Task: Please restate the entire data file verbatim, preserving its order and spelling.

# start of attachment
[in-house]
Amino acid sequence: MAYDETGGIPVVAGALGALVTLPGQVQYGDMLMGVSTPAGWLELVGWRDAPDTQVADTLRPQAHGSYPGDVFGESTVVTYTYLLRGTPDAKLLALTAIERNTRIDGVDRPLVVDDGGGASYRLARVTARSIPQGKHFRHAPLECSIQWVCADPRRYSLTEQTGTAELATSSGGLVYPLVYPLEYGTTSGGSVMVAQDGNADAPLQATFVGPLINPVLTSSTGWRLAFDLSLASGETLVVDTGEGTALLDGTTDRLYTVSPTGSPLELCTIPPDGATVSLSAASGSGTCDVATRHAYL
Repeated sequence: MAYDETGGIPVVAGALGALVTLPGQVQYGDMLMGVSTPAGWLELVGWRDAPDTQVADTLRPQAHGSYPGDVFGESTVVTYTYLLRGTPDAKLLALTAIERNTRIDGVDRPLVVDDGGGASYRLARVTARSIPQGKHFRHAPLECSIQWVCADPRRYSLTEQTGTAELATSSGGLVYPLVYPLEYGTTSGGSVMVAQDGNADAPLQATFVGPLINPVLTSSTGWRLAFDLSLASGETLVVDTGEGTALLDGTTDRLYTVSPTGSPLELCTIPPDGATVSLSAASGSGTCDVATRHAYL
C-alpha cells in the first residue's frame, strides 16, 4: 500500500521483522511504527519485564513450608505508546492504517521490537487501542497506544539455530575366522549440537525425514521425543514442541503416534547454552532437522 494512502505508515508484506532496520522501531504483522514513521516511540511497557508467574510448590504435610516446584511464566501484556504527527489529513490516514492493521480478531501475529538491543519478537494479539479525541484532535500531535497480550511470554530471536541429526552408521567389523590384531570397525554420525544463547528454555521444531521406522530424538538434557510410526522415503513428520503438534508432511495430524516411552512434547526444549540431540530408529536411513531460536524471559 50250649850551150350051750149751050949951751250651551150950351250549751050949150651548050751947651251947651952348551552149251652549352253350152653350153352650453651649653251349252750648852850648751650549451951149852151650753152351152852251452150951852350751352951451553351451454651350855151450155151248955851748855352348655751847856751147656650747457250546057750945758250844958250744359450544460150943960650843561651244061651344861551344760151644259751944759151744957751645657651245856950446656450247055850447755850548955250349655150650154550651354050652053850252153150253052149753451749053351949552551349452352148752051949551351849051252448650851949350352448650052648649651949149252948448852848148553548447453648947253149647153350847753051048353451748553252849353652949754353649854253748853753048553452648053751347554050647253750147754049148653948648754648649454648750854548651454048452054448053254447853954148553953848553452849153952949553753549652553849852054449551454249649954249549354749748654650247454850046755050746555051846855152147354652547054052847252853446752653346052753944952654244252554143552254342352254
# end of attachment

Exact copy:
[in-house]
Amino acid sequence: MAYDETGGIPVVAGALGALVTLPGQVQYGDMLMGVSTPAGWLELVGWRDAPDTQVADTLRPQAHGSYPGDVFGESTVVTYTYLLRGTPDAKLLALTAIERNTRIDGVDRPLVVDDGGGASYRLARVTARSIPQGKHFRHAPLECSIQWVCADPRRYSLTEQTGTAELATSSGGLVYPLVYPLEYGTTSGGSVMVAQDGNADAPLQATFVGPLINPVLTSSTGWRLAFDLSLASGETLVVDTGEGTALLDGTTDRLYTVSPTGSPLELCTIPPDGATVSLSAASGSGTCDVATRHAYL
Repeated sequence: MAYDETGGIPVVAGALGALVTLPGQVQYGDMLMGVSTPAGWLELVGWRDAPDTQVADTLRPQAHGSYPGDVFGESTVVTYTYLLRGTPDAKLLALTAIERNTRIDGVDRPLVVDDGGGASYRLARVTARSIPQGKHFRHAPLECSIQWVCADPRRYSLTEQTGTAELATSSGGLVYPLVYPLEYGTTSGGSVMVAQDGNADAPLQATFVGPLINPVLTSSTGWRLAFDLSLASGETLVVDTGEGTALLDGTTDRLYTVSPTGSPLELCTIPPDGATVSLSAASGSGTCDVATRHAYL
C-alpha cells in the first residue's frame, strides 16, 4: 500500500521483522511504527519485564513450608505508546492504517521490537487501542497506544539455530575366522549440537525425514521425543514442541503416534547454552532437522 494512502505508515508484506532496520522501531504483522514513521516511540511497557508467574510448590504435610516446584511464566501484556504527527489529513490516514492493521480478531501475529538491543519478537494479539479525541484532535500531535497480550511470554530471536541429526552408521567389523590384531570397525554420525544463547528454555521444531521406522530424538538434557510410526522415503513428520503438534508432511495430524516411552512434547526444549540431540530408529536411513531460536524471559 50250649850551150350051750149751050949951751250651551150950351250549751050949150651548050751947651251947651952348551552149251652549352253350152653350153352650453651649653251349252750648852850648751650549451951149852151650753152351152852251452150951852350751352951451553351451454651350855151450155151248955851748855352348655751847856751147656650747457250546057750945758250844958250744359450544460150943960650843561651244061651344861551344760151644259751944759151744957751645657651245856950446656450247055850447755850548955250349655150650154550651354050652053850252153150253052149753451749053351949552551349452352148752051949551351849051252448650851949350352448650052648649651949149252948448852848148553548447453648947253149647153350847753051048353451748553252849353652949754353649854253748853753048553452648053751347554050647253750147754049148653948648754648649454648750854548651454048452054448053254447853954148553953848553452849153952949553753549652553849852054449551454249649954249549354749748654650247454850046755050746555051846855152147354652547054052847252853446752653346052753944952654244252554143552254342352254